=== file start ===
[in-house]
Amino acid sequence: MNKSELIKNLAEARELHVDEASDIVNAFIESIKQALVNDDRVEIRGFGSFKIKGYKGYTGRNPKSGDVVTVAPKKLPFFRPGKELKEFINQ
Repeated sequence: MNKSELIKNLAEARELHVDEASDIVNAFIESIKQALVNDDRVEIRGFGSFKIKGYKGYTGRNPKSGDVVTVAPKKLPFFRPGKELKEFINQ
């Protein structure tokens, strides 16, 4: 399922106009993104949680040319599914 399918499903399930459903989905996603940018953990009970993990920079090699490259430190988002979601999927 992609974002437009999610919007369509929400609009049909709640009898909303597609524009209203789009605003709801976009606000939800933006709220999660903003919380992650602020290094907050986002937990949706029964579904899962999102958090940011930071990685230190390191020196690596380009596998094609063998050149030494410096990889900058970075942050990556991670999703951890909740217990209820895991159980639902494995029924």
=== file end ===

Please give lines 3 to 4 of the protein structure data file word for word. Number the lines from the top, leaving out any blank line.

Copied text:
Repeated sequence: MNKSELIKNLAEARELHVDEASDIVNAFIESIKQALVNDDRVEIRGFGSFKIKGYKGYTGRNPKSGDVVTVAPKKLPFFRPGKELKEFINQ
């Protein structure tokens, strides 16, 4: 399922106009993104949680040319599914 399918499903399930459903989905996603940018953990009970993990920079090699490259430190988002979601999927 992609974002437009999610919007369509929400609009049909709640009898909303597609524009209203789009605003709801976009606000939800933006709220999660903003919380992650602020290094907050986002937990949706029964579904899962999102958090940011930071990685230190390191020196690596380009596998094609063998050149030494410096990889900058970075942050990556991670999703951890909740217990209820895991159980639902494995029924």